Rarely these days do ballet companies place large bets on emerging choreographers, particularly female choreographers.
Rarely do the East and Left Coasts of dance acknowledge each other’s existence.
And rarely do ballet companies take enormous musical risks.
This season, New York Theatre Ballet has done all three, raising the roof at New York Live Arts with a mixed bill that defies the rules of dance programming, and that vaunts the creations of three young choreographers, two of them women, against the work of titans.
The evening opened with Chemical Bond, a diverting trio for Joshua Andino-Nieto, Amanda Treiber and Mayu Oguri. The work of San Francisco-based choreographer Milissa Payne Bradley wittily evokes the thermochemical reaction that produces water – without getting tiresomely literal about it – thereby conveying a whimsical and poignant parallel to the dynamics of intimate human encounters.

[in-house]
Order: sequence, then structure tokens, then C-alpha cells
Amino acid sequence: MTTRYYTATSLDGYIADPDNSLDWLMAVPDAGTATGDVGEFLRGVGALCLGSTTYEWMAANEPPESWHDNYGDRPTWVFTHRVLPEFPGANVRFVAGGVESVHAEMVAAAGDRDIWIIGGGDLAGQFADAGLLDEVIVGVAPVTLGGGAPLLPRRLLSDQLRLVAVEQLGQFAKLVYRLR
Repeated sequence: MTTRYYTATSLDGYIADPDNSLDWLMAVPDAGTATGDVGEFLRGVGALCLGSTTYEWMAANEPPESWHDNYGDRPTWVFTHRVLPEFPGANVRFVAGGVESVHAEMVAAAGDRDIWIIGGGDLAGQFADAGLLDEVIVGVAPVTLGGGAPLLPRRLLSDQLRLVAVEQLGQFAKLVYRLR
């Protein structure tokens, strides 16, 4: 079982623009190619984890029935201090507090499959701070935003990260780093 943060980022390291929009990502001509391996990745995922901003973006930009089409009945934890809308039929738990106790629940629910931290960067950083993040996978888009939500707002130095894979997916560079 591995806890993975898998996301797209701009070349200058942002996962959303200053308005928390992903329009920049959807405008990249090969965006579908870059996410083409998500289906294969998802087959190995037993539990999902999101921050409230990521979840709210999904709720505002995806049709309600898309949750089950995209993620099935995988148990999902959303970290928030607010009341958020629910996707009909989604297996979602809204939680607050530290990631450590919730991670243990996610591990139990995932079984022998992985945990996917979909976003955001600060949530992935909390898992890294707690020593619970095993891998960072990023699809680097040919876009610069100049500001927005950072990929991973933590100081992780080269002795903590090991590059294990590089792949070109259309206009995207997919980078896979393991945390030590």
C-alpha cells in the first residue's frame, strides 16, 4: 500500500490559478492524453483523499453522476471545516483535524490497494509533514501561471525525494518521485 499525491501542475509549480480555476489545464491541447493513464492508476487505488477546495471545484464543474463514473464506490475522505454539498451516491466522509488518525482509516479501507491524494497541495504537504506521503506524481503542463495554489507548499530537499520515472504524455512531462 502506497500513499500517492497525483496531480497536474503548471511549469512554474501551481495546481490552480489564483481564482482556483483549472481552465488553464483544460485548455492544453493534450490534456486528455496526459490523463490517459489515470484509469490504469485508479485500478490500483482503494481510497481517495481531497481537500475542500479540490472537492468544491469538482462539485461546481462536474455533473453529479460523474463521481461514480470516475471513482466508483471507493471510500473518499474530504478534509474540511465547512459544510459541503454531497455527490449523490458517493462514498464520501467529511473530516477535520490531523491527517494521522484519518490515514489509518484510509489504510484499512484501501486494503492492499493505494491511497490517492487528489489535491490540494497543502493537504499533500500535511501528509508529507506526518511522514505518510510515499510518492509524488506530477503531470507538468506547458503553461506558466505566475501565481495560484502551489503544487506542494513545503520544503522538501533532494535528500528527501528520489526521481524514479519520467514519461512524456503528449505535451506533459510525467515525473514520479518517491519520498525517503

Such Longing by the masterful Richard Alston proved a moving meditation on loneliness, set to Chopin.
Antique Epigraphs, Jerome Robbins’ masterpiece of quasi-Grecian restraint, looks divine at unusually close quarters. The exquisite restaging is the handiwork of Kyra Nichols, who graced the original 1984 cast. The intimate setting at NYLA highlights the fascinating individuality of the eight maidens conjured up by the magical flute of Mira Magrill.
The evening closed with a tumultuous 48-minute account of Philip Glass’ suite of piano etudes arranged for steel drums. The 12-member NYU Steel ensemble took no prisoners. Neither did choreographers Steven Melendez of New York Theatre Ballet, and Zhong-Jing Fang of American Ballet Theatre, who titled their collaboration Song Before Spring.